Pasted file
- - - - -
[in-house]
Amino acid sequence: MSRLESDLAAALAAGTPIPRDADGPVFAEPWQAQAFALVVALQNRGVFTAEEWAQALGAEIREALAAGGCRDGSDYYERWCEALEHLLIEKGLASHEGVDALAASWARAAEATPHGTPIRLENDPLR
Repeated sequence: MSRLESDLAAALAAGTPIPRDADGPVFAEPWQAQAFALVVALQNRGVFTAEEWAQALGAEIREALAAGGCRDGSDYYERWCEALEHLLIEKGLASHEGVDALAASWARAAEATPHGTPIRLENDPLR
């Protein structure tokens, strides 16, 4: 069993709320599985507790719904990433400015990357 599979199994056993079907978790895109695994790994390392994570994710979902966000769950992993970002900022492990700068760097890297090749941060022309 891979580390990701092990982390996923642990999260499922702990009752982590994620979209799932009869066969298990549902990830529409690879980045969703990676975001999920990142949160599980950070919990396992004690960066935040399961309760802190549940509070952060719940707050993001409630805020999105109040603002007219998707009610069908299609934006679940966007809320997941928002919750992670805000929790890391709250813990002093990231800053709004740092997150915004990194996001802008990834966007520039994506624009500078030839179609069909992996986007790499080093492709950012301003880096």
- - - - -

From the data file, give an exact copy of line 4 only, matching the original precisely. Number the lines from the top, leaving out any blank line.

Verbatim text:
């Protein structure tokens, strides 16, 4: 069993709320599985507790719904990433400015990357 599979199994056993079907978790895109695994790994390392994570994710979902966000769950992993970002900022492990700068760097890297090749941060022309 891979580390990701092990982390996923642990999260499922702990009752982590994620979209799932009869066969298990549902990830529409690879980045969703990676975001999920990142949160599980950070919990396992004690960066935040399961309760802190549940509070952060719940707050993001409630805020999105109040603002007219998707009610069908299609934006679940966007809320997941928002919750992670805000929790890391709250813990002093990231800053709004740092997150915004990194996001802008990834966007520039994506624009500078030839179609069909992996986007790499080093492709950012301003880096």